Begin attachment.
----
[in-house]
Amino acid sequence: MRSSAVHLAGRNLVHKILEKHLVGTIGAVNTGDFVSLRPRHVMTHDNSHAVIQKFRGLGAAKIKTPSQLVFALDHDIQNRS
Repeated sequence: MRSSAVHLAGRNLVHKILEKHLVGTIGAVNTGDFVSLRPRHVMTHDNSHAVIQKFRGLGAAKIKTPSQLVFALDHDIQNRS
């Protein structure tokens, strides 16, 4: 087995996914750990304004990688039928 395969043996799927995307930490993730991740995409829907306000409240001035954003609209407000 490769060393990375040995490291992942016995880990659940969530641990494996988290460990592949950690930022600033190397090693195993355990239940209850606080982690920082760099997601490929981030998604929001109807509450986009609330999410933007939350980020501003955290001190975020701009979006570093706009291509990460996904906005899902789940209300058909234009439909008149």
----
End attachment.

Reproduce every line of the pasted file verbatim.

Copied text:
[in-house]
Amino acid sequence: MRSSAVHLAGRNLVHKILEKHLVGTIGAVNTGDFVSLRPRHVMTHDNSHAVIQKFRGLGAAKIKTPSQLVFALDHDIQNRS
Repeated sequence: MRSSAVHLAGRNLVHKILEKHLVGTIGAVNTGDFVSLRPRHVMTHDNSHAVIQKFRGLGAAKIKTPSQLVFALDHDIQNRS
């Protein structure tokens, strides 16, 4: 087995996914750990304004990688039928 395969043996799927995307930490993730991740995409829907306000409240001035954003609209407000 490769060393990375040995490291992942016995880990659940969530641990494996988290460990592949950690930022600033190397090693195993355990239940209850606080982690920082760099997601490929981030998604929001109807509450986009609330999410933007939350980020501003955290001190975020701009979006570093706009291509990460996904906005899902789940209300058909234009439909008149």